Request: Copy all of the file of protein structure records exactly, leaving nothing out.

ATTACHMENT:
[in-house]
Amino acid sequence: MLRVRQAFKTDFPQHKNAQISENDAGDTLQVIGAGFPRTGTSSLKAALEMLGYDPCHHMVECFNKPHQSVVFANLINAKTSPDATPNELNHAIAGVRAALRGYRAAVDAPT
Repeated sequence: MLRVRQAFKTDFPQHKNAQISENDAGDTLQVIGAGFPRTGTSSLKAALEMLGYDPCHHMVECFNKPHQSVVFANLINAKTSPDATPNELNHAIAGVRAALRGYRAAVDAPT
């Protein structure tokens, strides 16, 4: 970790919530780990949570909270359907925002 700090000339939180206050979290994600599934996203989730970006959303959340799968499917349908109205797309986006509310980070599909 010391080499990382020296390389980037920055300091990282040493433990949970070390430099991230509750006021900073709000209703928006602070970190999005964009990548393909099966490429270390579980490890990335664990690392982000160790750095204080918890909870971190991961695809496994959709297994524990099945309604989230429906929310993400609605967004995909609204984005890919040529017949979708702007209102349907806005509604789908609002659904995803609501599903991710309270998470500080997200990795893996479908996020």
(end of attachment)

[in-house]
Amino acid sequence: MLRVRQAFKTDFPQHKNAQISENDAGDTLQVIGAGFPRTGTSSLKAALEMLGYDPCHHMVECFNKPHQSVVFANLINAKTSPDATPNELNHAIAGVRAALRGYRAAVDAPT
Repeated sequence: MLRVRQAFKTDFPQHKNAQISENDAGDTLQVIGAGFPRTGTSSLKAALEMLGYDPCHHMVECFNKPHQSVVFANLINAKTSPDATPNELNHAIAGVRAALRGYRAAVDAPT
């Protein structure tokens, strides 16, 4: 970790919530780990949570909270359907925002 700090000339939180206050979290994600599934996203989730970006959303959340799968499917349908109205797309986006509310980070599909 010391080499990382020296390389980037920055300091990282040493433990949970070390430099991230509750006021900073709000209703928006602070970190999005964009990548393909099966490429270390579980490890990335664990690392982000160790750095204080918890909870971190991961695809496994959709297994524990099945309604989230429906929310993400609605967004995909609204984005890919040529017949979708702007209102349907806005509604789908609002659904995803609501599903991710309270998470500080997200990795893996479908996020």